The instruction 1450 is a variation of the first instruction 1402 using a 16-bit immediate field 1452 in place of the register operand Rb. The instruction 1460 Rt←Fn(Rt, 32 bit immediate) where Rt 1462 is both a source operand and the target and a 32-bit immediate field 1464 is used as a second source operand.
FIG. 14B illustrates three examples of 32-bit instruction types 1468 that are subsets of the 64-bit 1400 instruction types for the X1 and X2 units. Instruction 1470 is a three operand address instruction using a 6-bit opcode 1471, a 6-bit Rt operand address 1472, a Memory selector bit M-a 1473, a conditional execution bit C1 1474, a 3-bit data type field 1475, a memory selector bit M-b 1476, a 6-bit Ra operand address 1477, two conditional execution bits C1 and C2 1478, and a 6-bit Rb operand address 1479. The two memory selector bits M-a 1473 and M-b 1476 are used to select the target memory where the execution results are to be written. It is noted that for first level memory targets indirect addressing may be of value. The three conditional execution bits, C1-3, allow up to eight execution conditions. Instruction 1480 of FIG. 14B is a 2 operand and an 8-bit immediate operand 1481 instruction which has a more restricted conditional execution specification using a single bit C1 1482. Instruction 1484 of FIG. 14B specifies Rt as both a source operand and the target and a 16-bit immediate 1485 is a second source operand. Instruction 1484 has two further restrictions as compared to the previous instruction 1480. First, the Memory selection field is reduced to a single bit M-a 1486 which is architecturally defined to specify the selection of either M1 or M2 as shown in FIG. 11, and, second, a 2-bit data type field 1487 allowing only 4 data types is utilized.
FIG. 14C illustrates examples of formats 1488 of 16-bit instructions for units X1 and X2 that uniquely define the specification of a target register Rt as a function of Rb in order to conserve instruction bit-field formatting space. The memory selection is specified by the instruction opcode to typically be the local execution units memory, in other words, M1 for execution unit X1, and M2 for execution unit X2, unless otherwise defined in the instruction.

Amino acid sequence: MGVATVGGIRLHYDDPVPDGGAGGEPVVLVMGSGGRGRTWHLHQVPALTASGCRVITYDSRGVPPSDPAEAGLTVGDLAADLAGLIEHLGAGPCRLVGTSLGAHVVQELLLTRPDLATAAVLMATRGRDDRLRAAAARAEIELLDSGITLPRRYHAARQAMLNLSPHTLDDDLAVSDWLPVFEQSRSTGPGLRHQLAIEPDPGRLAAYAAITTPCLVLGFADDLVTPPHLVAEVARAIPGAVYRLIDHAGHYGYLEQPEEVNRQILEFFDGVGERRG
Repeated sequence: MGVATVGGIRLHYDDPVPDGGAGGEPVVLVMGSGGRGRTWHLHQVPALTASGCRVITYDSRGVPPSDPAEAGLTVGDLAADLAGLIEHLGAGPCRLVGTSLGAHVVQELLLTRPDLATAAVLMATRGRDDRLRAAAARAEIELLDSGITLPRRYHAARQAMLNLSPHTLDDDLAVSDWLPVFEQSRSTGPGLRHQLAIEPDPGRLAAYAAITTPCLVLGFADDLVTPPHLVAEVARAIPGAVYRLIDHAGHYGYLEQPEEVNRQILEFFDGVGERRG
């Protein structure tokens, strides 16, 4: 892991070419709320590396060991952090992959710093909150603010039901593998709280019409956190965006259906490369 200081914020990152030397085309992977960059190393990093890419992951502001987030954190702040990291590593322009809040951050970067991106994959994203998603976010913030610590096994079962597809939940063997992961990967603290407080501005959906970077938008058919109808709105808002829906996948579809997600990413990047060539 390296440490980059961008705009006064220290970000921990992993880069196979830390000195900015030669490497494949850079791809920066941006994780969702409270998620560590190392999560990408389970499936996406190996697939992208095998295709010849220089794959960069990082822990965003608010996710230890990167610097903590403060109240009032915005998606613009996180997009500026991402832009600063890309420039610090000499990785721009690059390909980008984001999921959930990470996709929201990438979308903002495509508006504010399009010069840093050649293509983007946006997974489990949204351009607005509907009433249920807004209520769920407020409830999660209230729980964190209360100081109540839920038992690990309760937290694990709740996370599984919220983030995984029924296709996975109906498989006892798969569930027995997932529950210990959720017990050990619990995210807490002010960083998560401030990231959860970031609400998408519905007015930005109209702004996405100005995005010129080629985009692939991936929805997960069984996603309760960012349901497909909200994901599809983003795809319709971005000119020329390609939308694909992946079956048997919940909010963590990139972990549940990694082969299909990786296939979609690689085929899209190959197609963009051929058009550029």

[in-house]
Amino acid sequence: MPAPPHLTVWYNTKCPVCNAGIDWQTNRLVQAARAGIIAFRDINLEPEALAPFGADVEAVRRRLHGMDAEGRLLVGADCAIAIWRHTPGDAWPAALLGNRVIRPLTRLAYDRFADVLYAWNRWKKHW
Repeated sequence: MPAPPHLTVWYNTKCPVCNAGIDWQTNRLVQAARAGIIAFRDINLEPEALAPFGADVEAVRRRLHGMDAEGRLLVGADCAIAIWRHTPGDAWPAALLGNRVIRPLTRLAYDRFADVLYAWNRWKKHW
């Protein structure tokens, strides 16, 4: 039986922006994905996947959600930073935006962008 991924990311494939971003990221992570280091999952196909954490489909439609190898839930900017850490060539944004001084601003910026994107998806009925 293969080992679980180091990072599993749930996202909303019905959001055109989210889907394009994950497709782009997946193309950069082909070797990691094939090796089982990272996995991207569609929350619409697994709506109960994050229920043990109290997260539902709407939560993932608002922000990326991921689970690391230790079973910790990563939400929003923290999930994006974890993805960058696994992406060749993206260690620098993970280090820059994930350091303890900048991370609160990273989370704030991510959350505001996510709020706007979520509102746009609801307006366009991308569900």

A first example of a 16-bit instruction format 1489 uses a 6-bit opcode 1490 (as do the other examples in 1488), a 2-bit Data type (Dtype) field 1491 allowing up to 4 data types to be specified, and two source operand address fields Ra 1492 and Rb 1493. The instruction is defined to produce a result Rt(Fn0(Rb))←Fn1(Ra, Rb) where the target Rt operand address is specified as a function Fn0 of the Rb value. For example, Fn0 can be an add of a constant, for example, Rt=Rb+j where j is some value guaranteeing the Rt will remain in the addressing range of the target memory element, or a concatenation of bits, for example, Rt=k∥Rb where Rt is guaranteed to remain in the addressing range of the target memory element, or more complex functions defined by the architecture. It is noted that the function Fn0 can be one of a number of functions as specified by the opcode or a specified register. In addition, alternate registers could have been used Ra 1492, for example, or some other fixed register value. The function Fn1 is the execution unit function of the source operands as defined by the architecture. For example, a multiply, add, logical, or the like function.
A second example of an instruction type format 1494 differs from format 1489 in the use of an 8-bit immediate field 1495 and a 2-bit Rb 1496 with data type specification defined by the opcode. In this second example, Rt is specified as a function Fn0 of Rb as in the first format 1489, but uses a different function Fn2 where the source operands are the 8-bit immediate value provided by the instruction 1495 and the value stored at the 2-bit Rb address 1496. The function Fn2 is defined by the architecture to be, for example, a multiply, add, logical, or the like function.
A third example of an instruction type format 1497 differs from format 1489 in the use of an opcode extension field 1498 and a single register operand Rb. A new function Fn3(Rb) is specified which may use instruction specific bits in the opcode extension field for such functions as shift, rotates, bit operations including permutations, shuffles, or the like, and other architecture defined functions. Of course, other 8-bit formats or function types are not precluded by these exemplary illustrations of instruction formats.
To demonstrate how the hierarchical system of specifying the packed data organization tied with the number of PEs and the AVLI capabilities of the processor can be expanded to support larger arrays of PEs, a two PE system using 128-bit data path PEs such as shown in FIG. 13 is used in two configurations dependent upon the make up of the AVLI instruction that is selected by the WinF subsystem address generation function. A first configuration is shown in the FIG. 15A system 1500 wherein WIM 1502 ad WinF 1504 comprise a WinF subsystem generating three addresses for IM0, IM1, and IM 2 1506. These addresses each individually select instructions from their respective memory with an example of a selection shown in IM0n0 as a 64-bit instruction 1508, a 32-bit instruction in IM0n1 1510 and a 32-bit instruction in IM0n2 1512. These instructions drive the PEs 1514 and 1516 jointly in a concatenated operation with the 64-bit instruction being sent via path 1518 to M0, X0 1520 of PE0000 1514 and to M0, X0 1522 of PE0001 1516. The 32-bit instruction from IM0n1 is sent via path 1524 to M1, X1 1526 of PE0000 1514 and to M1, X1 1528 of PE0001 1516. The 32-bit instruction from IM0n2 is sent via path 1530 to M2, X2 1532 of PE0000 1514 and to M2, X2 1534 of PE0001 1516. The result of this dual driving of both PEs is that both PEs act in unison as a single PE 1536 with effectively twice the data path width of each single PE.